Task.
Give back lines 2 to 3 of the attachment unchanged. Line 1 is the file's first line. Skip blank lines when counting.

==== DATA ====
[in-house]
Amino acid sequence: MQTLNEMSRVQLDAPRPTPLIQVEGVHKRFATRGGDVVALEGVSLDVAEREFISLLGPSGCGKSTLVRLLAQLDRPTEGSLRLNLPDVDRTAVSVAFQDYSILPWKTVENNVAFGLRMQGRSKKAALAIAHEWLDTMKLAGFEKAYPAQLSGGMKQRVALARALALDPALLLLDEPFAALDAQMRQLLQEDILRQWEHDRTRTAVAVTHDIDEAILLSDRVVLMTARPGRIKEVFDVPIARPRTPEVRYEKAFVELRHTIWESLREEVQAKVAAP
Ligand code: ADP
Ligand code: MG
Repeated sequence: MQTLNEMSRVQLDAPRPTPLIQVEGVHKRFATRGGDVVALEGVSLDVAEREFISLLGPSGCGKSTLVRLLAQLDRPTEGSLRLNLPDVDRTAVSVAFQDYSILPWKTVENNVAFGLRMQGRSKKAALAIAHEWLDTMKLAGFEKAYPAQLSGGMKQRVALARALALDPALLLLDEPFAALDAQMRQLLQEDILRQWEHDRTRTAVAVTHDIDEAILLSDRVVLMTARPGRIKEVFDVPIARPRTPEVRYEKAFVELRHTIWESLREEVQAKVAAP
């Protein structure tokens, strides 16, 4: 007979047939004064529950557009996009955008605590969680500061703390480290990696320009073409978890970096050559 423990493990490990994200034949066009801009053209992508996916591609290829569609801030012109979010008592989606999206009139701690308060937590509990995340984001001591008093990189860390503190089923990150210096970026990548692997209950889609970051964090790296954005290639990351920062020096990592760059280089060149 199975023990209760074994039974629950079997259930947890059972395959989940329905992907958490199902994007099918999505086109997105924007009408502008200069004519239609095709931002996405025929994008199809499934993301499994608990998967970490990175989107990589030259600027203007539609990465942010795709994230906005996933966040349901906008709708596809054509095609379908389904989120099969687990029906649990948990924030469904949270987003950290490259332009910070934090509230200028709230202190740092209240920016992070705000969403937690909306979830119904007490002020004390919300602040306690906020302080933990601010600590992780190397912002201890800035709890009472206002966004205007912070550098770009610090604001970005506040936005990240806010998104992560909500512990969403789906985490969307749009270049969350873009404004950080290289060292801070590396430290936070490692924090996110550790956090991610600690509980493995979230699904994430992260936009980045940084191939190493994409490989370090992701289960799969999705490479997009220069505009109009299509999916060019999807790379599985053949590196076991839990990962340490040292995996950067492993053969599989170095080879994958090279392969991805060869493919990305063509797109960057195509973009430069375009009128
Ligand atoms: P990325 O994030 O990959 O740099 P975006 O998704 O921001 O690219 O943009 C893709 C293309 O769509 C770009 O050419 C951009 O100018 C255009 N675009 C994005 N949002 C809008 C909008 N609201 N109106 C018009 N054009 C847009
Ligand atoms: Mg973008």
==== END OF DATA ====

Amino acid sequence: MQTLNEMSRVQLDAPRPTPLIQVEGVHKRFATRGGDVVALEGVSLDVAEREFISLLGPSGCGKSTLVRLLAQLDRPTEGSLRLNLPDVDRTAVSVAFQDYSILPWKTVENNVAFGLRMQGRSKKAALAIAHEWLDTMKLAGFEKAYPAQLSGGMKQRVALARALALDPALLLLDEPFAALDAQMRQLLQEDILRQWEHDRTRTAVAVTHDIDEAILLSDRVVLMTARPGRIKEVFDVPIARPRTPEVRYEKAFVELRHTIWESLREEVQAKVAAP
Ligand code: ADP